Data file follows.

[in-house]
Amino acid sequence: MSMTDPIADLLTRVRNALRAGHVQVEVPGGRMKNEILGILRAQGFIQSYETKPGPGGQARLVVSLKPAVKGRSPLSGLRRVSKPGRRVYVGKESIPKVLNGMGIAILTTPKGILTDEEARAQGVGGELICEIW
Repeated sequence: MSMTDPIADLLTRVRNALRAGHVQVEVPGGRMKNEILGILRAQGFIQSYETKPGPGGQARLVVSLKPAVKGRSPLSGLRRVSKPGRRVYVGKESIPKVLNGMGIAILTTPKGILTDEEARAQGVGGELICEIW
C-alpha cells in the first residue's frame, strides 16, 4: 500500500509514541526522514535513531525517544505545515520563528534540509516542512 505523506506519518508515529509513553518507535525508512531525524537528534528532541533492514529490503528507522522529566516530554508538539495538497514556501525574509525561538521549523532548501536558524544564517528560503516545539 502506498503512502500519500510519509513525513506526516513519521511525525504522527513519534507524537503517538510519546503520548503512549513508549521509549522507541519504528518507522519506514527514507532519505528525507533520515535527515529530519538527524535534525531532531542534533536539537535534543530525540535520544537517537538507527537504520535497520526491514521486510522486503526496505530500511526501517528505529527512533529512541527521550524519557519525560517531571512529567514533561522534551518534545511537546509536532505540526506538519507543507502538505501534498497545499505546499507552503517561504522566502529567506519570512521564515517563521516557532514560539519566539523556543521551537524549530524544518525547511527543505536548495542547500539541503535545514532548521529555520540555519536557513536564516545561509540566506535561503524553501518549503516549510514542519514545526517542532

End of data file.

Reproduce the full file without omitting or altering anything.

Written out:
[in-house]
Amino acid sequence: MSMTDPIADLLTRVRNALRAGHVQVEVPGGRMKNEILGILRAQGFIQSYETKPGPGGQARLVVSLKPAVKGRSPLSGLRRVSKPGRRVYVGKESIPKVLNGMGIAILTTPKGILTDEEARAQGVGGELICEIW
Repeated sequence: MSMTDPIADLLTRVRNALRAGHVQVEVPGGRMKNEILGILRAQGFIQSYETKPGPGGQARLVVSLKPAVKGRSPLSGLRRVSKPGRRVYVGKESIPKVLNGMGIAILTTPKGILTDEEARAQGVGGELICEIW
C-alpha cells in the first residue's frame, strides 16, 4: 500500500509514541526522514535513531525517544505545515520563528534540509516542512 505523506506519518508515529509513553518507535525508512531525524537528534528532541533492514529490503528507522522529566516530554508538539495538497514556501525574509525561538521549523532548501536558524544564517528560503516545539 502506498503512502500519500510519509513525513506526516513519521511525525504522527513519534507524537503517538510519546503520548503512549513508549521509549522507541519504528518507522519506514527514507532519505528525507533520515535527515529530519538527524535534525531532531542534533536539537535534543530525540535520544537517537538507527537504520535497520526491514521486510522486503526496505530500511526501517528505529527512533529512541527521550524519557519525560517531571512529567514533561522534551518534545511537546509536532505540526506538519507543507502538505501534498497545499505546499507552503517561504522566502529567506519570512521564515517563521516557532514560539519566539523556543521551537524549530524544518525547511527543505536548495542547500539541503535545514532548521529555520540555519536557513536564516545561509540566506535561503524553501518549503516549510514542519514545526517542532